Free Riders In Flight of the Phoenix
The "Phoenix" had already arisen from the wreckage in the Sahara, of course, long before Dennis Quaid's accidental crew recycled their scap metal and built their escape airplane of the same name in the Gobi desert. But that is allright because a good story deserves to be told and retold many times over. And so a Phoenix, too, should be allowed to rise more than once.
Now I do not yet know whether the new version actually flies, for I have not seen it, but I do know that the original with James Stewart was a masterpiece. This sociological drama dug deep into the roots of the "free rider" dilemma. Through stress, impatience, disappointment and, ultimately, distrust, one individual after another loses their commitment to cooperate. The defectors become "free riders" in that they focus, quite rationally mind, on immediate personal benefit at the expense of the common good. All those who thus shirk from their "duty" towards the group actually hurt the chances of every individual member of the group. Their rational selfishness will be their downfall. And in the end, of course, everybody loses.
That is the dilemma which faces us all. We either join forces based on trust, without credible trustworthiness even, or we each go it alone, in which case we will all go down. The figure of the "free rider" dilemma is, if I may, particularly relevant to the current situation in the Netherlands. The figure of the "calculating citizen" is a hero in many people's eyes. Yet he will remove common interest from his equation the moment he feels it conflits with his personal interest. So he evades his taxes but does not want anyone else to unduly benefit from the tax-payer's money; he drives an SUV with a bad temper but laments that people nowadays no longer know good manners; he does not prevent pollution, though he would want clean air for his child. The calculating citizen complains and defects. People are dropping out like flies in this country. We will all emigrate to Canada next!
The old cast, meanwhile, crawls up against the stranded airplane in a sun-baked sea of dunes. The selection of the individual characters seems random but of course it isn't. All virtues and vices are distributed in varying degrees among the members of the group. They are all uncomfortable and afraid, but they each deal with the situation in their own unique way. And this is precisely why they drive each other crazy, willingly or unwillingly, in spite of the efforts of some to keep calm and to keep the peace. (Yes, it is much like Sartre's image of "hell", i.e. three people share a single room with just two chairs for all eternity.) Of course they disagree about everything. Should they stay with the wreck or should they walk out of there? Should they listen to this man or to the next? Is it not reasonable that I should get greater rations because I also put in more work? Conflicts inevitably arise, then, over strategy, water, work, duty, respect and leadership. Repeated efforts to promote cooperation and group solidarity are constantly thwarted by personal pride and stubbornness. Trustworthiness is hard-won and easily lost. The film therefore seems to be about struggle for leadership. But I wouldn't say it is a demonstration of the survival of the fittest. It is, rather, the survival of the humblest – if you will pardon my Netherlish. The survival of the individual depends on the survival of the group. And the group can only survive if the individual members cooperate. The very flight of the Phoenix is, therefore, a tribute to man as a social animal.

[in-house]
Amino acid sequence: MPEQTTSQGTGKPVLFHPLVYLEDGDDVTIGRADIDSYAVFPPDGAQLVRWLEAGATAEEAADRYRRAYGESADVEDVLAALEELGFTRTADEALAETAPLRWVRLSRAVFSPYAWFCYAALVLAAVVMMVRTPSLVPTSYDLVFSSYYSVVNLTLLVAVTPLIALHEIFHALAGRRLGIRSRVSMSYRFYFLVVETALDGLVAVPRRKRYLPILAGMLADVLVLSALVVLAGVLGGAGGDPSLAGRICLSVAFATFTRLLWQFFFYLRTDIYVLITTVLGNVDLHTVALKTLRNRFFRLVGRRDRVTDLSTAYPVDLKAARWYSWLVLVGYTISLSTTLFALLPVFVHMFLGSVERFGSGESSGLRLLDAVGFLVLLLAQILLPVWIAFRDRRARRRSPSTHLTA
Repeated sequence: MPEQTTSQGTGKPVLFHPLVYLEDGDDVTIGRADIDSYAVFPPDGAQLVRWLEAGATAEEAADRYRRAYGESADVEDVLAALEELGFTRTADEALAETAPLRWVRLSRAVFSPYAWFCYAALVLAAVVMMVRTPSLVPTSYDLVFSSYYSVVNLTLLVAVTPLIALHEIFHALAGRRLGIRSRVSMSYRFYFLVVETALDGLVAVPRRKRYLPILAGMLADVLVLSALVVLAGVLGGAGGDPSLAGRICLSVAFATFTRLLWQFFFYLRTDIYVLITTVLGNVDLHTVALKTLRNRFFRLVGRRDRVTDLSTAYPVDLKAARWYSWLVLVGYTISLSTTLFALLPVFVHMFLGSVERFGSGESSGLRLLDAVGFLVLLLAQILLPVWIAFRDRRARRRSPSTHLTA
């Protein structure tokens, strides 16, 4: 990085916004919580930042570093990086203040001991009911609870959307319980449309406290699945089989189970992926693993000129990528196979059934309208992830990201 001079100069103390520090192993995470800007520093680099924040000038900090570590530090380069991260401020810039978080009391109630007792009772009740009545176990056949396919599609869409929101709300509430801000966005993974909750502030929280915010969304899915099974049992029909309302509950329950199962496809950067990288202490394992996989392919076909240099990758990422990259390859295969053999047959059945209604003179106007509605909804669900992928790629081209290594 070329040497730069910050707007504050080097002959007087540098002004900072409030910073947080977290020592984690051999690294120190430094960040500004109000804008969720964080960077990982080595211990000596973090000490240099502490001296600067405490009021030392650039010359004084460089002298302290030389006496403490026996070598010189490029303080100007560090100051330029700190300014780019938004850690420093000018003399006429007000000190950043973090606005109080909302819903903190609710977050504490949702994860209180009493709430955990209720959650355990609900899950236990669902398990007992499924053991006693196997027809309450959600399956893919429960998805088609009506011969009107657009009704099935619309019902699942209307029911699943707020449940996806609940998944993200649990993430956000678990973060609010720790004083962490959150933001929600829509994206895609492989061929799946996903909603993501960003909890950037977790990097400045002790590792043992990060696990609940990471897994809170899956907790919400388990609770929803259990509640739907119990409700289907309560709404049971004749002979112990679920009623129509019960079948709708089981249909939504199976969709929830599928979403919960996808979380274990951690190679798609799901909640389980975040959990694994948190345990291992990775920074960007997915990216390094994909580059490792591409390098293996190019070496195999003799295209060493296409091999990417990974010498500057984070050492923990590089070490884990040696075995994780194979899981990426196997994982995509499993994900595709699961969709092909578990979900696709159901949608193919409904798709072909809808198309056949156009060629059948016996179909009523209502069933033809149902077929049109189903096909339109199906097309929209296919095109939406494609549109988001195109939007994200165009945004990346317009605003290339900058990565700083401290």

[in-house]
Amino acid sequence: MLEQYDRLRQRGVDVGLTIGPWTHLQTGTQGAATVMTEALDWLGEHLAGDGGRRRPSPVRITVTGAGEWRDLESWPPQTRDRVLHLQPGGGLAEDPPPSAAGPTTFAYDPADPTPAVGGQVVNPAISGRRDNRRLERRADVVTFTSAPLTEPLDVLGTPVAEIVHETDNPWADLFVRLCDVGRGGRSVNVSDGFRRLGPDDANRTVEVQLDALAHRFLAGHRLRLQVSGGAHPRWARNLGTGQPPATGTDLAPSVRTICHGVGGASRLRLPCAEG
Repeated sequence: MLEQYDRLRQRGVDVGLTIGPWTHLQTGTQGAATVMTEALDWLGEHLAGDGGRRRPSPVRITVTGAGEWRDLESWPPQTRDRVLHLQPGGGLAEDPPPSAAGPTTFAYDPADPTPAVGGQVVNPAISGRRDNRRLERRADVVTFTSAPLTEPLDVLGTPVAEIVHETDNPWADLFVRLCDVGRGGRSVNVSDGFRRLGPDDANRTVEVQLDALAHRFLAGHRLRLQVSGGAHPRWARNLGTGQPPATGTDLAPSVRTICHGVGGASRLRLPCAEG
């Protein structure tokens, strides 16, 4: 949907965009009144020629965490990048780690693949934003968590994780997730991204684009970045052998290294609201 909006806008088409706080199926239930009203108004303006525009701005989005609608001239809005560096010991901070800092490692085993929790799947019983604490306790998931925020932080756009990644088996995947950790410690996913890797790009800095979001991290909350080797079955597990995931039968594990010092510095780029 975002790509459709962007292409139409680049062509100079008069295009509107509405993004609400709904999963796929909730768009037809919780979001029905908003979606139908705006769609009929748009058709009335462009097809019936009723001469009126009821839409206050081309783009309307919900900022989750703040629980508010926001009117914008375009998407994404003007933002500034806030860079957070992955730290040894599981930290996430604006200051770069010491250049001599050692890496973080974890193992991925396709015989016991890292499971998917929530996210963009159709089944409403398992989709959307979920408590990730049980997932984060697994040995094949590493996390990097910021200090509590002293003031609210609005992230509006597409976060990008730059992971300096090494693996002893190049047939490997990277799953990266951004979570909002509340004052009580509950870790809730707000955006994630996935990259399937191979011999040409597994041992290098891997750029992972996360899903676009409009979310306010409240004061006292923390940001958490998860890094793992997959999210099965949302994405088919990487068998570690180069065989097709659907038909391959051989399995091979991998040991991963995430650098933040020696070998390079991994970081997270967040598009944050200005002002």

So to me, the film is about hubris. It brings a classical theme into a world which celebrates individualism. Now there is nothing intrinsically wrong with striving towards higher levels of individualism. The status awareness fuelling this process of mental emancipation tends to lead, however, to pride, stubbornness and intollerance. And if he is not careful, the social animal turns into a brute. A free rider.
This is probably why I think that the 1965 film directed by Robert Aldrich is still so very powerful. The story is solid and the cast is superb. I think this film is very exciting. It makes most role-playing survivalist-like TV-shows, at any rate, look like silly Sissi-movies. I already loved this movie when I was young. The film may be old but it is NOT slow. And, as you will have gathered, I fanatically recommend it.
Postscript. For those who would like to know more about the "free rider" dilemma, here are some references. The problem became fashionable among game theorists and sociologists by about 1965 (coincidentally?) when the term "free rider dilemma" was coined by Mancur Olsen. Most of my understanding, however, is derived from Robert D. Putnam's "Making Democracy Work. Civic Traditions in Modern Italy" (Princeton & Chichester 1993; Princeton 1994, 163-185). I am, furthermore, greatly influenced by the discussion of this problem in, again, a wider context by Douglas C. North, "Institutions, Institutional Change and Economic Performance" (Cambridge 1990; 1995, s.v. "free-rider problem" or passim, really).